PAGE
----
I've asked on stackoverflow already (here), but I figured that the approach of storing embeddings in an ordinary postgres-Database might be flawed from the very beginning. I will shortly etch out the application again:

  • text corpora (few hundred thousand documents, containing a few paragraphs)
  • embeddings create with BERT (for each paragraph)
  • Application: similarity search (retrieve similar paragraphs and reference to the document)

I've seen tutorials about creating embeddings with BERT etc. and it all works. The Crux I have is how to manage having a few million embeddings and searching for similar ones. Where to store them, plus the additonal information (raw text related to the embeddings and document which contains the text).
So the question is:
How does one store a few million embeddings (768-Dimensional numpy arrays) in an efficient and searchable way without using cloud-environments (data privacy reasons)?
Is Tensorflow Records the right answer?
Is it in the end a relational database?
Is it something different? It's my first NLP task and I might simply not know the obvious answer. However, searching on stackexchange and google didn't provide a solution.

  • $\begingroup$ I'm not aware of any standard approach for this kind of use case. In academia at least the NLP community tends not to bother with databases... but I can imagine that it's a different story in a production system. $\endgroup$ – Erwan Nov 28 '19 at 2:38
  • $\begingroup$ @Erwan Yes, this is where my problem comes from. There are plenty tutorials for using bert to get embeddings, but nobody tells me how to handle 4 Million of them efficiently. I have to add: I said it's a production environment, but it still is a research project in academia. It's about comparing performant systems. However, I need a reasonable approach to handling embeddings before talking about performance ;) $\endgroup$ – Angus Nov 28 '19 at 10:14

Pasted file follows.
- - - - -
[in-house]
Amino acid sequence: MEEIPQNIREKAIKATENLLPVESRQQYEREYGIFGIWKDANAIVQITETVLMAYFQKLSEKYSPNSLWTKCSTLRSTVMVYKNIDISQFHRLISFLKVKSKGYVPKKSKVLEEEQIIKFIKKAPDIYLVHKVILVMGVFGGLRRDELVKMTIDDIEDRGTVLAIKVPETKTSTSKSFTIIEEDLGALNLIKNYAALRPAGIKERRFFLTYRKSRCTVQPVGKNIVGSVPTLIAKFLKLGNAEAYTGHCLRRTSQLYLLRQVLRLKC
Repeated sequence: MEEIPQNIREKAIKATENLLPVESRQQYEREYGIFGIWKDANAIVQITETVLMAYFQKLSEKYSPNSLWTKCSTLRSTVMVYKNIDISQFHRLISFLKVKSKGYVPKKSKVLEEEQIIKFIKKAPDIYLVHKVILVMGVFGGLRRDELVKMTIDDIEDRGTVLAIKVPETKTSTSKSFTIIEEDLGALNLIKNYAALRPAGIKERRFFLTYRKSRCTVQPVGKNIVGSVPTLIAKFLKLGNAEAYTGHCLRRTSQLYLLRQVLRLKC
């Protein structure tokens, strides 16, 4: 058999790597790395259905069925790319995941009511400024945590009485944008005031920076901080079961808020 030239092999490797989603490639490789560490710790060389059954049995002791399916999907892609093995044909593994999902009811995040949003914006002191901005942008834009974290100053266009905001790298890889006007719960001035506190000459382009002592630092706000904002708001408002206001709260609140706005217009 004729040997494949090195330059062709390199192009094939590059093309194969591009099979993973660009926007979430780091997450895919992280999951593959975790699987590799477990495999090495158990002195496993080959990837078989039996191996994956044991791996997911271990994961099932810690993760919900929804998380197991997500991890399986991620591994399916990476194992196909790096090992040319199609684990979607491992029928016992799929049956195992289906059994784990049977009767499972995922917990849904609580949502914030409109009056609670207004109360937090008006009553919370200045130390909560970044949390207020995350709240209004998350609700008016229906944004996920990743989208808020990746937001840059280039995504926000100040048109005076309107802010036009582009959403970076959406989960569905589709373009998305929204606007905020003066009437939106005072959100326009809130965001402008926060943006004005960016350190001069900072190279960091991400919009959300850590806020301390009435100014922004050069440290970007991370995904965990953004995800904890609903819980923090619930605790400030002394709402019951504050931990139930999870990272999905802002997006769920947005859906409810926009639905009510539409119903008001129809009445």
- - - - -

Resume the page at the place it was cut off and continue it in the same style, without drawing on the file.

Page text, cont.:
• $\begingroup$ Raw text IS your database. Raw text contains all the information of the text, in a small format. Storing token embeddings present little interest. What's your goal by doing this ? $\endgroup$ – Astariul Nov 29 '19 at 0:46
  • $\begingroup$ @Astariul my goal is doing similarity search via embeddings. So I need to know the embeddings of all text units in my database. Of course I need to store them. I can't calculate 4 Million embeddings every time I want to search for a similar item. $\endgroup$ – Angus Dec 2 '19 at 13:39
  • $\begingroup$ @Angus can I check how long it takes for you to calculate 4 million embeddings? just curious $\endgroup$ – lppier Dec 12 '19 at 6:02

Why don't you cluster similar embeddings and store then use hashing to search faster. Then you can store them anywhere, maybe in bigdata hdfs distributed system for faster retrieval or simply hashed clusters in databases if you are in research or POC environment.

I have also seen some other techniques for information retrieval, in which you apply TF IDF or simpler search techniques for first filtering out the text of interest and then work on 768 dim embeddings. This way is faster if search is your primary target.


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